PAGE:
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Re: Dead beat

Posted by Smokey Stover on April 02, 2008 at 17:40:

In Reply to: Re: Dead beat posted by ESC on April 02, 2008 at 16:34:

: : : : What is the origin and meaning of the term or phrase 'dead beat'?

: : : 'Beat' is 'exhausted' in this context. 'Dead' is another example of the word used as an intensifier 'dead centre', 'dead certainty' 'dead on', 'dead ringer' etc, etc. It doesn't have an origin, but 'dead' in this sense is 100s of years old.

: : Besides the meaning correctly adduced by Dr. Briggs, there are two others. One is a dead stroke in a clock, in clockmakers' lingo. The other, especially well-known on this side of the ocean (the New World), is, in the words of the Oxford English Dictionary, "B. n. slang (orig. U.S.). A worthless idler who sponges on his friends; a sponger, loafer; also (orig. Austral.), a man down on his luck. Also attrib." The OED gives citations from 1863 on.

: : What is the correct spelling? The O.E.D. spells the expression "dead beat" and "dead-beat." In my experience (U.S.), the usual spelling for the sponger is deadbeat, in one word, and my understanding is that a deadbeat in particular will not pay back a loan and is not good for his debts generally. "Deadbeat dad" is nowadays used to characterize an absentee father who refuses to pay child support.

: : The O.E.D. further points out that "beat," in 19th century America, could be used to mean "An idle, worthless, or shiftless fellow." I don't know if this is the ultimate origin of the "beat generation" of the 1950s.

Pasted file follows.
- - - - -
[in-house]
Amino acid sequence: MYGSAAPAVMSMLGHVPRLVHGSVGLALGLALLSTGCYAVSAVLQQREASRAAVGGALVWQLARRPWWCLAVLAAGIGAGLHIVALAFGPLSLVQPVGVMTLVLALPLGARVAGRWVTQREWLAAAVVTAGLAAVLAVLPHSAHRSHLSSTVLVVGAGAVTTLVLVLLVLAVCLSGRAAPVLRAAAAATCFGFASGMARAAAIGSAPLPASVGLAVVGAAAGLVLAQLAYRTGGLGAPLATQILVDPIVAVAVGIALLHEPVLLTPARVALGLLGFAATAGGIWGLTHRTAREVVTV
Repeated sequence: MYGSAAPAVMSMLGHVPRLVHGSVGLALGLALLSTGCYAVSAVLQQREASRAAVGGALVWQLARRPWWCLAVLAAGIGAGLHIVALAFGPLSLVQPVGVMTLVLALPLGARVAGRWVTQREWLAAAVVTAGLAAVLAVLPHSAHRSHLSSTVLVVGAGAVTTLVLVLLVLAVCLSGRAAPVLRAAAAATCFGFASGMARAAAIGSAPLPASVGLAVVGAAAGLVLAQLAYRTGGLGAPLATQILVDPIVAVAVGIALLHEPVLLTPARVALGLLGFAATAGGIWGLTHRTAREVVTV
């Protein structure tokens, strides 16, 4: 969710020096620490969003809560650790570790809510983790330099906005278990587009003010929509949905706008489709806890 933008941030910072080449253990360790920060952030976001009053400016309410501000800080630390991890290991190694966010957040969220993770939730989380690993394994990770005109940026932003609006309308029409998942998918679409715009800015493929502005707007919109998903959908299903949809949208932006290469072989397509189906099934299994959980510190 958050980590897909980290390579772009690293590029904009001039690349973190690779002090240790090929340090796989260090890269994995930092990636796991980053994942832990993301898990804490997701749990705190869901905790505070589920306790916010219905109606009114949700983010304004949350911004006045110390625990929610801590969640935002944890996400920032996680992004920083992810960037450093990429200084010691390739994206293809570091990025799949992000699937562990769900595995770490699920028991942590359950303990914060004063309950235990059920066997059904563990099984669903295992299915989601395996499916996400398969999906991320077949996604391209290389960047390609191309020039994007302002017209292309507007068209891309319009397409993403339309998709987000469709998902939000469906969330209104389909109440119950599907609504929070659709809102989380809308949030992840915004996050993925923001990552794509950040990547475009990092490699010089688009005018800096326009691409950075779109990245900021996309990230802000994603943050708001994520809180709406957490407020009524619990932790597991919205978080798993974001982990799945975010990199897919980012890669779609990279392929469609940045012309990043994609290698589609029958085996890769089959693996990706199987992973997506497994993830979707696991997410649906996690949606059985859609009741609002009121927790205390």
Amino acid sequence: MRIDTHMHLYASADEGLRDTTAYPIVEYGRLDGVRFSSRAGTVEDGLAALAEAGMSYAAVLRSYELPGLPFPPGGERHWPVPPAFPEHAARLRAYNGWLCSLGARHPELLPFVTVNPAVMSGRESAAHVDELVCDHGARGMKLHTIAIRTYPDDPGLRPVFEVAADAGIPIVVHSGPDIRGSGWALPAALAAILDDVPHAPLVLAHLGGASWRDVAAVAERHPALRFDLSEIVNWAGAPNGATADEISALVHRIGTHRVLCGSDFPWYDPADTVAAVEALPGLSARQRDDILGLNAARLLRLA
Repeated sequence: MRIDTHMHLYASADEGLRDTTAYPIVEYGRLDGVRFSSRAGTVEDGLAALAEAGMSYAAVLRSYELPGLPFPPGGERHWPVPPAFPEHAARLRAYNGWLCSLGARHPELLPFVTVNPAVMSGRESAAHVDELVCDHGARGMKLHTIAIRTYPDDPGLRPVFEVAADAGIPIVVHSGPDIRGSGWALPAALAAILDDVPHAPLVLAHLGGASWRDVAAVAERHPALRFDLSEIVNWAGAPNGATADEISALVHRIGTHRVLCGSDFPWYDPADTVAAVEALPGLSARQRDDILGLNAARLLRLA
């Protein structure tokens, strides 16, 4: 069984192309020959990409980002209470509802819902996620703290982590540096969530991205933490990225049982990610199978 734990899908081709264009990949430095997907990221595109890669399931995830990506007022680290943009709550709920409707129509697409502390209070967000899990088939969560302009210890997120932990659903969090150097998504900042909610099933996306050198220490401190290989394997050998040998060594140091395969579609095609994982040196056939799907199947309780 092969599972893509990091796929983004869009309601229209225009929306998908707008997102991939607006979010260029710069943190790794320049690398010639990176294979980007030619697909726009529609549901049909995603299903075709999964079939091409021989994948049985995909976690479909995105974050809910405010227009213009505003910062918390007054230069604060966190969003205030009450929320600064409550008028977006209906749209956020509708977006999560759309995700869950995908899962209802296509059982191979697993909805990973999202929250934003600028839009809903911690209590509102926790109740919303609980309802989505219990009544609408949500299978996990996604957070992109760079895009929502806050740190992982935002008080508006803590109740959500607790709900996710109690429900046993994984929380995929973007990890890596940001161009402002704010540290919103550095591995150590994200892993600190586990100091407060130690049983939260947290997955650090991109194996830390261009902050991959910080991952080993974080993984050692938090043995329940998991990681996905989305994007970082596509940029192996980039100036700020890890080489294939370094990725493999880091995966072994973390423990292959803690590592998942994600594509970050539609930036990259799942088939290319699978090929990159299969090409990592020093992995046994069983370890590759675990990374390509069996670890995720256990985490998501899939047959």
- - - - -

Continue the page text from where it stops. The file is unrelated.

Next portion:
: : SS

: Merriam-Webster has deadbeat one word and says it dates back to 1863. That led me to the "Civil War Wordbook including Sayings, Phrases & Expletives" by Darryl Lyman (Combined Books, Conshohocken, Pa., 1994. Page 19.

: Mr. Lyman says "deadbeat" takes its meaning from "beat." Beat -- loafer or sponger. "The word was widely used among soldiers to designate a man who did not carry his weight. Probably from the slang verb 'to beat' (to cheat)..."Deadbeat, another word for loafer or sponger, also came into vogue during the Civil War. The first syllable probably comes from the adjective 'dead' ('complete'), as in 'dead broke.'"

: Another reference has "deadbeat" as a verb in the 1880s.

: Regards "beat generation" (coined by Jack Kerouac in a conversation with John Clellon Holmes in 1948), there is a lengthy article in "Flappers 2 Rappers: American Youth Slang" by Tom Dalzell (Merriam-Webster Inc., Springfield, Md., 1996). Summing up, it says "beat generation" and "beatnik" comes from "beat" -- meaning "tired, exhausted, and impoverished since the early 1830s." Holmes writes about "beat" in an Esquire magazine article in 1948: "Everyone who has lived in a war...knows that beat means...being emptied out...a state of mind, from which all unessentials have been stripped, leaving it receptive to everything around it, but impatient with trivial obstructions..."

Actually, the meaning of beat as indicated by Messrs. Holmes and Dalzell corresponds to what I had supposed before reading about "beat" meaning "shiftless," and I am completely comfortable with Dalzell's explanation of the beat generation, even if it sounds like a crock on the part of Kerouac, et al.